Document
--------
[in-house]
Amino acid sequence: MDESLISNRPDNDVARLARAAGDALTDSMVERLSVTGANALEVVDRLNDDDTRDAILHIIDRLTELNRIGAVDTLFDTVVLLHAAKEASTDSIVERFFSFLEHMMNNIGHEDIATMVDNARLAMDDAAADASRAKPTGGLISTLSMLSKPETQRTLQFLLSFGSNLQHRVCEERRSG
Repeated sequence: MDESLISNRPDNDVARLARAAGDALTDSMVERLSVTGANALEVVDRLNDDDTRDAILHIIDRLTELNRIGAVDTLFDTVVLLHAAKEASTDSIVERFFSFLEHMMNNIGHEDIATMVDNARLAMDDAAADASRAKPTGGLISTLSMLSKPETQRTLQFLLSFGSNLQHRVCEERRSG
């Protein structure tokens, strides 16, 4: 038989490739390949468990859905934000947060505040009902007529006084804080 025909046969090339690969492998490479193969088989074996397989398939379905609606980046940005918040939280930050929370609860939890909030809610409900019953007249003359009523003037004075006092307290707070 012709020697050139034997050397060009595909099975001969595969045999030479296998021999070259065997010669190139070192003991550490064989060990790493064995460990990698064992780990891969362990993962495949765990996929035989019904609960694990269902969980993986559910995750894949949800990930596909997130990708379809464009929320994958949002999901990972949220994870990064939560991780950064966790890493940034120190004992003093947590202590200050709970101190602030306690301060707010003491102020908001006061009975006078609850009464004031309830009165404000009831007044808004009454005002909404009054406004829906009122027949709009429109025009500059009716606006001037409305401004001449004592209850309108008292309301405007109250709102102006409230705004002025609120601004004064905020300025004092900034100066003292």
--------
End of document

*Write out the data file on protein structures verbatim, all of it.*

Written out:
[in-house]
Amino acid sequence: MDESLISNRPDNDVARLARAAGDALTDSMVERLSVTGANALEVVDRLNDDDTRDAILHIIDRLTELNRIGAVDTLFDTVVLLHAAKEASTDSIVERFFSFLEHMMNNIGHEDIATMVDNARLAMDDAAADASRAKPTGGLISTLSMLSKPETQRTLQFLLSFGSNLQHRVCEERRSG
Repeated sequence: MDESLISNRPDNDVARLARAAGDALTDSMVERLSVTGANALEVVDRLNDDDTRDAILHIIDRLTELNRIGAVDTLFDTVVLLHAAKEASTDSIVERFFSFLEHMMNNIGHEDIATMVDNARLAMDDAAADASRAKPTGGLISTLSMLSKPETQRTLQFLLSFGSNLQHRVCEERRSG
């Protein structure tokens, strides 16, 4: 038989490739390949468990859905934000947060505040009902007529006084804080 025909046969090339690969492998490479193969088989074996397989398939379905609606980046940005918040939280930050929370609860939890909030809610409900019953007249003359009523003037004075006092307290707070 012709020697050139034997050397060009595909099975001969595969045999030479296998021999070259065997010669190139070192003991550490064989060990790493064995460990990698064992780990891969362990993962495949765990996929035989019904609960694990269902969980993986559910995750894949949800990930596909997130990708379809464009929320994958949002999901990972949220994870990064939560991780950064966790890493940034120190004992003093947590202590200050709970101190602030306690301060707010003491102020908001006061009975006078609850009464004031309830009165404000009831007044808004009454005002909404009054406004829906009122027949709009429109025009500059009716606006001037409305401004001449004592209850309108008292309301405007109250709102102006409230705004002025609120601004004064905020300025004092900034100066003292």